It has been claimed that the commercially available Ki-67 monoclonal antibody recognizes a nuclear antigen which is solely expressed in cycling cells. Therefore, at present, Ki-67 is increasingly used as a tool in evaluating growth fractions (GFs) of human tumors. Here we describe specific patterns in the expression and topological distribution of this antigen during the cell cycle in MCF-7 human breast cancer cells. Our results support earlier findings that the antigen belongs to a class of antigens associated with the structural organization of meta- and anaphase chromosomes, and proteins located near the cortical regions of prenucleolar bodies and nucleoli. Using 5′-bromodeoxyuridine-labeling technology, we show that the expression may be undetectably low at the onset of DNA replication.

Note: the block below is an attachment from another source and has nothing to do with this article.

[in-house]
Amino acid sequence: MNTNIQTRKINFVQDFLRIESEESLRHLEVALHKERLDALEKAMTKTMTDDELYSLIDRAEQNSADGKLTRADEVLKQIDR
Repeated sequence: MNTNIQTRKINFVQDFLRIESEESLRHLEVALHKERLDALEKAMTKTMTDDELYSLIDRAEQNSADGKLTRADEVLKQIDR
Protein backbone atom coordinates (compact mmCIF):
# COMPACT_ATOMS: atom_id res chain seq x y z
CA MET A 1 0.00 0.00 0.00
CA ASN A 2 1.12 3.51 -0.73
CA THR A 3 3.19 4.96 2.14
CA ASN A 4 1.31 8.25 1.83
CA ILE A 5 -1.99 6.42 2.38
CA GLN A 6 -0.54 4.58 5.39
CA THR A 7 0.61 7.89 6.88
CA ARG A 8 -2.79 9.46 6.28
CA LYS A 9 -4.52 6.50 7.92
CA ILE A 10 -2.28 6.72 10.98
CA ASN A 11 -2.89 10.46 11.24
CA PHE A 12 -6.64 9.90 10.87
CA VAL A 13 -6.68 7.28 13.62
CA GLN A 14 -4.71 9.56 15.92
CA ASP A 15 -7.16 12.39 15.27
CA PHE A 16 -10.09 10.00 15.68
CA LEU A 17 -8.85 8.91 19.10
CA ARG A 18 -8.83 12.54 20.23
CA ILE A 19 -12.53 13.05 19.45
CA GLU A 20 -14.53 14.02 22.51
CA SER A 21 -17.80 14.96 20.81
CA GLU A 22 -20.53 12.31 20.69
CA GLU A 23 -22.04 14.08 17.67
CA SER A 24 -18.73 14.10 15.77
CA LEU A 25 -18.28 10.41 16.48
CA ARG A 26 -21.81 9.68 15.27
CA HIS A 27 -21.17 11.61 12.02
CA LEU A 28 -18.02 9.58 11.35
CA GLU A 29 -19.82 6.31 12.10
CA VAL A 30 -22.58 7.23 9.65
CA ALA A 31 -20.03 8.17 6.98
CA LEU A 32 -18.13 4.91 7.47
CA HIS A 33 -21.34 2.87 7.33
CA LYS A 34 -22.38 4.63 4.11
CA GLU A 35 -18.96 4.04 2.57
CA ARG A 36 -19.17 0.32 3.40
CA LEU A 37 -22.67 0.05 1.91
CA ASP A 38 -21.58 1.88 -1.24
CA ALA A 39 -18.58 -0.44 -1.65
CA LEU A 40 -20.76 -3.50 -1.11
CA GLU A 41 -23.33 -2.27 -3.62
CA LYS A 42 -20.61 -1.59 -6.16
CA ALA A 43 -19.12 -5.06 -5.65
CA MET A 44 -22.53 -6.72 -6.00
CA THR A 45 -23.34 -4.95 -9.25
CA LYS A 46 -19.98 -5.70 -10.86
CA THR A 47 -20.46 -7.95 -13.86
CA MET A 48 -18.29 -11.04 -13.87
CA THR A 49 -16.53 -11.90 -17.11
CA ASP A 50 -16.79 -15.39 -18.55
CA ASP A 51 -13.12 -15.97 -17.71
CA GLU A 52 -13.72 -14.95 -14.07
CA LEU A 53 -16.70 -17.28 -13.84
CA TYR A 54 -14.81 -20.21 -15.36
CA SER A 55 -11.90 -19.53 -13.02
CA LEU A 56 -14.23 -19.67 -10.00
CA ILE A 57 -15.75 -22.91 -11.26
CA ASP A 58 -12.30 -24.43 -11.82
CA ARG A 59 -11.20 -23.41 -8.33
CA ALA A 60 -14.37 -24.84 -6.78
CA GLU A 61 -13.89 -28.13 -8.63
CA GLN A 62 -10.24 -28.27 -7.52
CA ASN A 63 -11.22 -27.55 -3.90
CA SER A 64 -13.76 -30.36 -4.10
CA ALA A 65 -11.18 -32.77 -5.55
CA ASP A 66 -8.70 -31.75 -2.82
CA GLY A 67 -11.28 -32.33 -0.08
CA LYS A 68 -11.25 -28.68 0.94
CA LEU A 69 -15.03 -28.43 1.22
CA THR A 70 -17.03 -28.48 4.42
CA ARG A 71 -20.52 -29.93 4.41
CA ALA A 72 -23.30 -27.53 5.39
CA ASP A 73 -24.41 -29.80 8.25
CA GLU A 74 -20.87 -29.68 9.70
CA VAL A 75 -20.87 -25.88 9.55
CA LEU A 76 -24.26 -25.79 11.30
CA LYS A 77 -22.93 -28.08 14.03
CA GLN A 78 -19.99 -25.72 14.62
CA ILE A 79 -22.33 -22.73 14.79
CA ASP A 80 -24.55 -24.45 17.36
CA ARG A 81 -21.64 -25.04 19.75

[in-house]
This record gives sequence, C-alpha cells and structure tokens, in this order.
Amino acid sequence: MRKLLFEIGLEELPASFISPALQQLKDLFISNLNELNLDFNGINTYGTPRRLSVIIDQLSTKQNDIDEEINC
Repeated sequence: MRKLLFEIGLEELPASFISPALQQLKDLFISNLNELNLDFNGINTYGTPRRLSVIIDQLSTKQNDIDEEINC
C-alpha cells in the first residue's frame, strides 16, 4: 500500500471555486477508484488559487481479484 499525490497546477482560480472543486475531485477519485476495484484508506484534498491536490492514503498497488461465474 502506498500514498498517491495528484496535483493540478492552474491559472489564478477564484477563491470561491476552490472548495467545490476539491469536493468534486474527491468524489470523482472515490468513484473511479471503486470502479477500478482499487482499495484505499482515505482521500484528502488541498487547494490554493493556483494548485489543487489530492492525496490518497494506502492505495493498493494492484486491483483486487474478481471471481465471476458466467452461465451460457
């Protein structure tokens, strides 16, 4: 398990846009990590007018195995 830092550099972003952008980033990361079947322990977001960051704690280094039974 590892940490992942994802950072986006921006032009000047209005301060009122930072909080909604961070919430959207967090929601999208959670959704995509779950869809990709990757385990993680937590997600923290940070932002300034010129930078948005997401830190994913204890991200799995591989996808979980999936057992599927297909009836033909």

Comparison of Ki-67 fractions (KFs) and GFs as estimated from continuous 5′-bromodeoxyuridine-labeling curves revealed that KF was invariably higher than GF: in exponentially growing cov362.c14 human ovary cancer cells, KF was only 3.5% higher than GF; in MCF-7 cells, 11.3 ± 4.6%. In MCF-7 cultures either growing under suboptimal conditions or treated with 10-6m tamoxifen, the difference was more pronounced. Furthermore, we evaluated the decrease of Ki-67-positive cells in nutritionally deprived and cell cycle-specific, drug-treated cultures. Since the results indicate that nonproliferating cells may retain the antigen for a considerable period of time, KF may not always be a reliable indicator of GF.


This study was supported by the Netherlands Cancer Foundation, Grant IKW 87-12.

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